The Hashemite Kingdom seems like an island of stability compared with the turbulence to its north and east. It remains a must for travellers exploring the Middle East.

This 9-day journey explores how Jordan remains resilient, despite significant challenges at home and across its borders.

DATESSaturday, 24th February – Sunday, 4th March 2018
DESTINATIONAmman, Jerash, Wadi Rum, Petra

Led by Nabih Bulos, LA Times special correspondent in the Middle East

DURATION8 nights
All AccommodationMeals, Water & all Entrance Fees
Local TransportationExpert Guide
COSTCost: £3940.00

Single supplement: £500.00

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The Hashemite Kingdom seems like an island of stability compared with the turbulence to its north and east. It remains a must for travellers exploring the Middle East.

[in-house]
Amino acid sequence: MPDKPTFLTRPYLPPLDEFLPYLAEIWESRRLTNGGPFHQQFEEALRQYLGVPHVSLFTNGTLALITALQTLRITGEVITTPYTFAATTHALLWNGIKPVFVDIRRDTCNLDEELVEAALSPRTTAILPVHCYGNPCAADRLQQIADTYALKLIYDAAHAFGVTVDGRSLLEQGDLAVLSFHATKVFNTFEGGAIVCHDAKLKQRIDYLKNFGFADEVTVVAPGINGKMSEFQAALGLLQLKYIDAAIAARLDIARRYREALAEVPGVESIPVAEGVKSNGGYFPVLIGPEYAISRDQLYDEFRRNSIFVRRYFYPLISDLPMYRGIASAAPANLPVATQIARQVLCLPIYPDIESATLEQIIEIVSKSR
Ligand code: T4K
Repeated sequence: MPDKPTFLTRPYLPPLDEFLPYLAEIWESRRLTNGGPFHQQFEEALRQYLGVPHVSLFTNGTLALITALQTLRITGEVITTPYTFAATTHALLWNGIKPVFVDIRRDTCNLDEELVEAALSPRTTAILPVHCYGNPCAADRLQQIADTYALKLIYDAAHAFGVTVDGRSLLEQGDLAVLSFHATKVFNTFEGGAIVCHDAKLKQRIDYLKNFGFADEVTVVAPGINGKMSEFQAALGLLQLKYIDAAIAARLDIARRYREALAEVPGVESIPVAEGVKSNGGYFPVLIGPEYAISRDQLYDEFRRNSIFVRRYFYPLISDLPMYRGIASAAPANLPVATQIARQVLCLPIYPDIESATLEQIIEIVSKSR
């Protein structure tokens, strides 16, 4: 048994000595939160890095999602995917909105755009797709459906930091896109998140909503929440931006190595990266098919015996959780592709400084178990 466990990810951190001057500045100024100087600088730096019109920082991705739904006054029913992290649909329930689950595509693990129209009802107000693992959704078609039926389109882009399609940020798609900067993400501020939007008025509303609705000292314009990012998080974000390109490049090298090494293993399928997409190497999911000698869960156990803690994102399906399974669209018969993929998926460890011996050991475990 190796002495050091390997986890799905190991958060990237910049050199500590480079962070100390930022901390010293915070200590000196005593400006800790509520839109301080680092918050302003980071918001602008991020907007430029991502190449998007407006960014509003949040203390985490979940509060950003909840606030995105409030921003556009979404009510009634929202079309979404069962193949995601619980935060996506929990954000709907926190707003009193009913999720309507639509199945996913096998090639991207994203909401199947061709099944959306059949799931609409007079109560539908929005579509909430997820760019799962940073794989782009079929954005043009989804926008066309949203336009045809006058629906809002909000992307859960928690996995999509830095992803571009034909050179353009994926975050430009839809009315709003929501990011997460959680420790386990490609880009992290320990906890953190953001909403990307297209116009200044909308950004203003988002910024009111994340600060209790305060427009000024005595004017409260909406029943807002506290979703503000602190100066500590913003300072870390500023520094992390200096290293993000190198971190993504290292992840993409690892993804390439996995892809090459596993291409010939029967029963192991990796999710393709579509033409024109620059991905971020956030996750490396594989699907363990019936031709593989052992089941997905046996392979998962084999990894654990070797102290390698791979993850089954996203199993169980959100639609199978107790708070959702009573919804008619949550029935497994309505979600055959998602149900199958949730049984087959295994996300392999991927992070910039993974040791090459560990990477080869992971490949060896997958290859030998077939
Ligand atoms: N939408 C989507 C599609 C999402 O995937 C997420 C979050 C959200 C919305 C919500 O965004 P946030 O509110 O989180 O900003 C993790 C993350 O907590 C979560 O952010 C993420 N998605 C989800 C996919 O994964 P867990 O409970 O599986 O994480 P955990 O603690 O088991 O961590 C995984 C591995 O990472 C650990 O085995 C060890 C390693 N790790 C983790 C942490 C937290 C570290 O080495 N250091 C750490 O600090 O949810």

This 9-day journey explores how Jordan remains resilient, despite significant challenges at home and across its borders. Refugees from Syria and Iraq now number over a million. Its economy also depends overwhelming on state spending that provides little room for error. Many are pushing for political and economic reform.

We look at the history of the kingdom whose borders were supposedly drawn up by Winston Churchill on the back of a napkin after the First World War, and its relations both with Israel, and with the Palestinians who make up the majority of Jordan’s citizens.

No visit to Jordan would be complete without taking in some of the key sites it is blessed with, from the Roman city of Jerash in the north, to the desert splendour of Wadi Rum and the hidden city of Petra in the south.